When I was growing up, there was intense competition for news dominance among the local networks. All evening long, our favorite TV shows would be interrupted by Irv Weinstein, practically shouting about a fire across town. Film at 11!
Friends in Toronto asked us whether there were any buildings at all left standing.
Today's mass media competition makes that battle look quaint. In the relentless search for clicks, profit-focused media companies are racing to the bottom as fast as they can get there.
Can we do anything about this? Should we care?
I think the answer to both questions is yes. We should care about an influential industry that creates and amplifies fear, on deadline, distracts us and festers, like a fast-growing tumor, diminishing the healthy tissue around it.
We get what we click on.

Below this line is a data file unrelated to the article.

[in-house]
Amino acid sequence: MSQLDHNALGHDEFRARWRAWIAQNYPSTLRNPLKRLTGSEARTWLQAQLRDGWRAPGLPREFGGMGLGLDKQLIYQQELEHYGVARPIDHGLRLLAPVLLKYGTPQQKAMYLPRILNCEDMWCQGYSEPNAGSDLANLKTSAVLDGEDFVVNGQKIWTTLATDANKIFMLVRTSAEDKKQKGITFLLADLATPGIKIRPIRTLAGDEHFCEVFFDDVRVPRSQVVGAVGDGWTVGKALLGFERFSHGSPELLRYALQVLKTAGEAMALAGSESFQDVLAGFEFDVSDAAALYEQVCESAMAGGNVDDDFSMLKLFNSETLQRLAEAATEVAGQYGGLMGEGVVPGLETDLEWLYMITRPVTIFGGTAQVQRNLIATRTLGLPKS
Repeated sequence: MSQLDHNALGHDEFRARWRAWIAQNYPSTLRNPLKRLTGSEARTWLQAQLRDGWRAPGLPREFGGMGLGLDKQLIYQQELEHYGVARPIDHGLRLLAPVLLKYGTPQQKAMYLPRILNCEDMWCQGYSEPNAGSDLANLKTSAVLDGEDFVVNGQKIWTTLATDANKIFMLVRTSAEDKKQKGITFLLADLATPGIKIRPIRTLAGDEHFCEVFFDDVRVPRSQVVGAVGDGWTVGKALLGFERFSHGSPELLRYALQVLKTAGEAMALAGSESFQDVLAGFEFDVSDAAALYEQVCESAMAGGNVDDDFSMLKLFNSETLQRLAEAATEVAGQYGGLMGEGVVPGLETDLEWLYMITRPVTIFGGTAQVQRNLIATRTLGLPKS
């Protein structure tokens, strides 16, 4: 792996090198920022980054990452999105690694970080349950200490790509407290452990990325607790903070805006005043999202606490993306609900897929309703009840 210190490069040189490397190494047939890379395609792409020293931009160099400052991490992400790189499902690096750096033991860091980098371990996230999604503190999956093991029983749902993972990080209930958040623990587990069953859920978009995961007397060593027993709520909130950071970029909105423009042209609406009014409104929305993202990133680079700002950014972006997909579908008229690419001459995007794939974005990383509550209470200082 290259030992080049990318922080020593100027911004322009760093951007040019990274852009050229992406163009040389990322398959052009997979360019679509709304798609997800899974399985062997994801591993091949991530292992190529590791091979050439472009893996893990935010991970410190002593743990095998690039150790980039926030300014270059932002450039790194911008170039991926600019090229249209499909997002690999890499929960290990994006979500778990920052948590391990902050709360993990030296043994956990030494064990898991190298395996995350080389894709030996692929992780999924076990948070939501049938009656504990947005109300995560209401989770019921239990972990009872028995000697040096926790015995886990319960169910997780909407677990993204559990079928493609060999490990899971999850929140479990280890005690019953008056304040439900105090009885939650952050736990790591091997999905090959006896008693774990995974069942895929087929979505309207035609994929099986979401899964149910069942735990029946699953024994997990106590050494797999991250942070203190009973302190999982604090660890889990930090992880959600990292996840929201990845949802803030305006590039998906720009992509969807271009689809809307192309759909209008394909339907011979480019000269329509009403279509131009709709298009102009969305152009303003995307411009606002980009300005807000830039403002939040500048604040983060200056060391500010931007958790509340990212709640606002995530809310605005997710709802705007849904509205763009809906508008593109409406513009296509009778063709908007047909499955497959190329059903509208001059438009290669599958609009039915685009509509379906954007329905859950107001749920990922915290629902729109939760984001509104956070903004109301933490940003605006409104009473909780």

Alas, we also get what others click on. And society does a poor job of marketing productive media to itself. We're consuming more media than ever before, but I'm not sure the mass media is making us much smarter, braver or more willing to take action.
When one million committed people start engaging with a media channel, that channel gains in profit and influence. That's all it takes. The power to change what gets broadcast is in our hands, which might be a good thing. I'm sure that the junk is going to get ever worse. The question is: will people who care click often enough for the good stuff to get even better?
[Irony: a few hours after I posted this, I discovered that the house where journalist Tim Russert grew up (in South Buffalo) just burned down.]